This old blog has reached another birthday. It’s the length of a presidential term now. But it seems like I’ve spent too much time, too recently, celebrating milestones: the 250th post, the 20,000th visitor, and my wife’s birthday, which I commemorated with an original musical. I could, I suppose, reflect on how the world of musical theatre has changed in the past four years, but even that seems like an unhealthy activity, looking backward.
“Forward!” says a character in 1776, to his horse, ending a number. And now I’m thinking back to the time I wrote a song in which a rider communicated with his steed. In The Christmas Bride, the course of true love goes on a detour when the city fellow leaves the ingénue and her farm. I thought it might be fun to have him reconsider abandoning her while on the road, on the horse. He could sing a command to his horse that could also be, more broadly, something he’s vowing to do with his life. The song was called Turn Around and, since it’s brief and bursting with drive (horse hooves, of course), it’s one of my most-performed songs in auditions.
People respond as if this is an amazingly original idea, but that idea about singing commands to a horse that also make sense in the context of a soliloquy is one I stole from Rodgers & Hart’s 1932 film, Love Me Tonight. The song is called Lover, and the double entendres come at regular intervals, at the end of each stanza. So, you prick up your ears and learn to listen for the equine command jokes. This is songwriting of the highest order, which, alas, Stephen Sondheim can’t appreciate.
My point is not to knock Sondheim, although, God knows, I do that more than most people (merely wish he lived up to his own standards more of the time), but to demonstrate how knowledge of repertory yields ideas. My song is certainly nothing like the Rodgers & Hart waltz, but knowing of the existence of a rider-addressing-mount number was key to my coming up with an amusing piece.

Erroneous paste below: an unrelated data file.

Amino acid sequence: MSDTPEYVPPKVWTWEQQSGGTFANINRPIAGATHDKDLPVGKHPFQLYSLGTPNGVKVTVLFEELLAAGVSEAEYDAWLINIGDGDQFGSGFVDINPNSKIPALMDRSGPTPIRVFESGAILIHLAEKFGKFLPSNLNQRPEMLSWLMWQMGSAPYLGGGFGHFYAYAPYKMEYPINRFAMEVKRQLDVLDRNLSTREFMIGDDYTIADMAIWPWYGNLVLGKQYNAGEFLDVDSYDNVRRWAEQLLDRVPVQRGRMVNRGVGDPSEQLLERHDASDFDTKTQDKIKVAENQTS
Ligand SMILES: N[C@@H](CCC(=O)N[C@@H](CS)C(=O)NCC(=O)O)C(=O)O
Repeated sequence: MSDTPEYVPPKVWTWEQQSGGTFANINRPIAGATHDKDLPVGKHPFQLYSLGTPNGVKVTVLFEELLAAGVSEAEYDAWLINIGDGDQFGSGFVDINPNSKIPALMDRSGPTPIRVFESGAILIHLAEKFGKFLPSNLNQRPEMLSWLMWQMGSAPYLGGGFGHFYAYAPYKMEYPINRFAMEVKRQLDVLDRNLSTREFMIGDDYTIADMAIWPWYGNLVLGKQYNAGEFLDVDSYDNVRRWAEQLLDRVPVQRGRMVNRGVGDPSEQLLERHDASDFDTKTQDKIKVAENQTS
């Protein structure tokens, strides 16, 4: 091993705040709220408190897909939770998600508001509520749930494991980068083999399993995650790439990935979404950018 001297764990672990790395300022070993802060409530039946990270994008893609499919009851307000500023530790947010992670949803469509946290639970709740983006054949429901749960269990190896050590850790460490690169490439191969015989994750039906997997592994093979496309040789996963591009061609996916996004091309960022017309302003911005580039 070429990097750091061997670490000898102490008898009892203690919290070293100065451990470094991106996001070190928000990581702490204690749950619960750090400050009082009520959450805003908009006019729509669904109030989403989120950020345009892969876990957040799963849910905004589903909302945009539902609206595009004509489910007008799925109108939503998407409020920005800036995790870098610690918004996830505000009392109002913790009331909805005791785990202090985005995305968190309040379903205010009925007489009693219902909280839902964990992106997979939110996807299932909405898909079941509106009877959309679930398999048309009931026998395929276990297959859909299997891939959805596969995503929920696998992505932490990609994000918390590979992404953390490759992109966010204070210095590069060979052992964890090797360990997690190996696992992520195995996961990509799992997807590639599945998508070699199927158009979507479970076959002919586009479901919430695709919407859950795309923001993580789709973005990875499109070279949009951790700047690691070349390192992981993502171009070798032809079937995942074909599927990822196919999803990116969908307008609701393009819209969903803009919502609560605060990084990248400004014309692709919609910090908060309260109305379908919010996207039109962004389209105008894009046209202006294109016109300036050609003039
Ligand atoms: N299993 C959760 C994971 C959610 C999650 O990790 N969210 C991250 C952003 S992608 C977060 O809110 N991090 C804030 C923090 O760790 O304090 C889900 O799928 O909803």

I’ve another story about familiarity with Love Me Tonight, a film that always amazes me because, so early in the history of talking pictures, a musical manages to make use of the medium, moving the camera from locale to locale in creative and sophisticated ways. Some years ago I was part of this annual festival where artists from different disciplines came together to make short films. As an ice-breaker, they had everyone bring in a favorite film sequence. I went last. The dozen other people there all brought in modern film clips – nothing 40 years old, and I felt very much the oddball old geezer bringing in this black-and-white sequence from the first five years of musical moviemaking.
Once it was shown, everybody around the table bubbled over with enthusiasm – it had, indeed, broken the ice. The organizer, at the head of the table, was oddly sedate, though. So I asked him why he seemed ho-hum compared with everybody else. Was he familiar with the Isn’t It Romantic sequence? He said “Someone showed exactly the same clip last year at this thing. Guy named Stephen Cole.”
Cole (Night of the Hunter, The Road to Qatar), a Kleban Award Winner, and I go way back, and have much in common. Similar number of years in the business, similar number of shows produced. And, as that story illustrates, a similar awareness of what’s been done in musicals. Which reminds me of the title of a book about how The Music Man came to be: But He Doesn’t Know the Territory. Seems to me I frequently encounter, in the work of new theatre songwriters, songs that demonstrate a lack of awareness of show tune heritage. It’s like catching someone who hasn’t done their homework, in a way. Except homework isn’t fun, usually, so maybe that’s a bad comparison. For the better part of the last century, people like you have been making musicals. Getting to know them – what worked and what didn’t – is, I think, a rather fun endeavor. So, do that.
I’m sometimes amazed to discover what wonderful shows contemporary show-writers are wholly unaware of. Are there a large number of painters who don’t know Raphael, Rembrandt or Renoir? And now I’m wondering what good it does to complain about ignorance in this paragraph? You, by virtue of reading this blog, are one of the smart ones, someone who’s shown the interest to learn a bit more about musicals and how they’re written. I appreciate the readers here more than you’ll ever know.